Bernie Sanders is in a strong position for Super Tuesday – the 14-state March 3 event – with 34 percent of the pledged delegates at stake (1,357). Historically, the winners of 17 out of the last 18 Super Tuesdays from 1984 to 2016 won the nomination.
After the Nevada caucus (47%), he is the delegate frontrunner with 45. Polls show him ahead in the two most delegate-rich Super Tuesday states – California and Texas. He is up 13 points in California (415 delegates) and 1 point in Texas (228), which represent nearly half the delegates (47%). Sanders is also ahead in North Carolina (110) by one point and 6 points in Virginia (99), the next two largest states.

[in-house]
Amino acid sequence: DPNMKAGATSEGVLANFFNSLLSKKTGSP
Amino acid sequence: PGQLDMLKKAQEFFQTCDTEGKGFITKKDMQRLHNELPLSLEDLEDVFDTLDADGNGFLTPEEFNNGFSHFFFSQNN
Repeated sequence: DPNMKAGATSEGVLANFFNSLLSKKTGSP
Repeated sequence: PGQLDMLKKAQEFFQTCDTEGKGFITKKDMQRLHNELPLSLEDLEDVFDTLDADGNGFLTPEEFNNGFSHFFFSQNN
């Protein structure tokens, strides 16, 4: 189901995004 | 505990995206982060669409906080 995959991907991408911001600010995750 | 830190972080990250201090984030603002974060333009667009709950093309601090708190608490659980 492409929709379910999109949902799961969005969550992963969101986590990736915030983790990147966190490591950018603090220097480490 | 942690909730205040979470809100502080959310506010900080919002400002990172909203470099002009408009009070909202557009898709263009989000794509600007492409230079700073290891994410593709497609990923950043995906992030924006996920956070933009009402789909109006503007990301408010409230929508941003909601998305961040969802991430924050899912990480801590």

At the conclusion of Super Tuesday, he may still only be the plurality leader in delegates, but it is likely to be at least a third of the total delegates, or more than 500 of the 1,991 needed for nomination.
Many of the state polls have been volatile in the last few days and the spreads are narrow. Sanders’s potential wins will depend on his base turning out, the effectiveness of the efforts of other candidates, and the nascent “stop Bernie” movement gaining traction.